Policy would give agencies standards for developing Web-based services
California is readying a set of recommendations designed to give local agencies
common "metrics and measurements" for launching Internet-based and e-government
California chief information officer Elias Cortez called the policy a "blueprint
for electronic government" that would help state agencies roll out electronic
government services using a common set of information management approaches
and protocols. A draft of the policy will be available by July 1.
Cortez, speaking at a panel discussion on e-government at the Government
Technology Conference West in Sacramento, said the policy was inspired by
work done by California and its commercial vendors to solve last year's
Year 2000 emergency.
The "silver lining" of the Year 2000 bug, he said, was the resulting collaboration
between government and private industry that forged a solution to the crisis.
In a similar vein, Cortez said he wants the information technology industry
and the state to collaborate on building a model for electronic government
The blueprint might include, for example, guidance that agencies complete
business process re-engineering before launching World Wide Web services — or it might suggest basic approaches to Web site navigation, Cortez said.
Solving underlying service delivery problems before launching electronic
services should be the first priority of agencies, Cortez said. "Here we
have a technology that can truly enable us," he said, referring to the Internet,
"but we're still using the old business rules."
Without attending to the root management problems, the state risks producing
"the same old hamburger with an e-government wrapper," he said.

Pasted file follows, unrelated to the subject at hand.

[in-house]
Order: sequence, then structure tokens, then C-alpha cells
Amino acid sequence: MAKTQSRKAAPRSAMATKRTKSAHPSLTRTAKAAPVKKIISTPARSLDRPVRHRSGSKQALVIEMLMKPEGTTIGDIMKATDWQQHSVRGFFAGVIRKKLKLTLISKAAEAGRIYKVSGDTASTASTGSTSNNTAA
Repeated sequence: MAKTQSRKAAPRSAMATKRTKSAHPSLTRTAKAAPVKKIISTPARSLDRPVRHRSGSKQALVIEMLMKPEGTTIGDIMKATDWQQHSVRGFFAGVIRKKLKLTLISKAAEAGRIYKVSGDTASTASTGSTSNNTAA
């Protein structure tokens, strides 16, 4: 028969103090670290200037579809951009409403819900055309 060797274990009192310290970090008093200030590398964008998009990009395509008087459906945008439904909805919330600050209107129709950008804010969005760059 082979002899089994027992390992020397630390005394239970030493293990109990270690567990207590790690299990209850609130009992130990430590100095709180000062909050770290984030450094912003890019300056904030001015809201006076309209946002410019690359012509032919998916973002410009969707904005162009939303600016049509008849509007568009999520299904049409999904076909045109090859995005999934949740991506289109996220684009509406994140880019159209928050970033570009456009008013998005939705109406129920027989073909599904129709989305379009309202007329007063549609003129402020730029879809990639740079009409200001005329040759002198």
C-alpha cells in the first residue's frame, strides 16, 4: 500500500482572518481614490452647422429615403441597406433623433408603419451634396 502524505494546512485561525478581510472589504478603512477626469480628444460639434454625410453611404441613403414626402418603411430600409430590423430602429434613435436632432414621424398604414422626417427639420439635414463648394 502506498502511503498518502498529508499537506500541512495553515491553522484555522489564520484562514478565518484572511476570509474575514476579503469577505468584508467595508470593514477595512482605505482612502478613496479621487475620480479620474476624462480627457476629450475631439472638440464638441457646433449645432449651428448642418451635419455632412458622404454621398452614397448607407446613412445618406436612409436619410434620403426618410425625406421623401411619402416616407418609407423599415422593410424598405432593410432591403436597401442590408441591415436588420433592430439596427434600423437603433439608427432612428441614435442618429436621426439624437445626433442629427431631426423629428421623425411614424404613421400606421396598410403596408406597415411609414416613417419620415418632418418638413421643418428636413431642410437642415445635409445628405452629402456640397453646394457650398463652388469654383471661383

Cortez also emphasized the need to maintain equal services for those without
access to new Internet applications. "It's just as important that we invest
in the in-line if we are going to invest in online," he said. "We will move
forward [toward e-government] but we will do it fairly and equitably."
Elsewhere at the conference, the issues of privacy, the rate of business
change and e-commerce filled the panel discussions.
In a discussion of the effect of the Internet on the privacy of public records,
city of Tucson chief information officer Todd Sander said the Internet had
made it much easier to find and access information that the public was willing
to entrust to government, thus rendering such information even more sensitive.
"Information may have been considered private and now it's much easier to
find," he said. "Hardware and software are defining the rules before the
law has a chance to catch up."
John O'Looney, a professor with the Institute of Government at the University
of Georgia, called most people "privacy pragmatists," who were willing to
exchange data about themselves for something they might consider of high
benefit, provided they had a "trust relationship" with the information holder.
About a quarter of people are "privacy fundamentalists," he added, and another
quarter are "privacy unconcerned."
Governments run into problems, panelists said, when using public information
"for a purpose other than the purpose for which it was originally intended."
In a discussion on the pace of change in governments, Tom Carroll, a consultant
with Andersen Consulting, said citizens' expectations that local governments
are Web-enabled are rising faster than many governments can satisfy. He
cited his own experience trying to obtain a fishing license via the Web.
"I had an expectation that I could do it online and I couldn't, so we are
experiencing a level of frustration. Citizens are becoming less and less
Citizens have no particular use for political boundaries that limit their
access to services, such as the divisions between county, city or state
government responsibilities. "Do citizens really care about counties and
school districts?" he asked. "No, what they really care about is finding
someone too put out the fire."
Brian Moura, assistant city manager for the city of San Carlos, Calif.,
warned that electronic commerce often raises more questions for state and
local government than it answers. "You may find yourself cut on the bleeding
edge of technology if you blindly roll down the path of e-government," he
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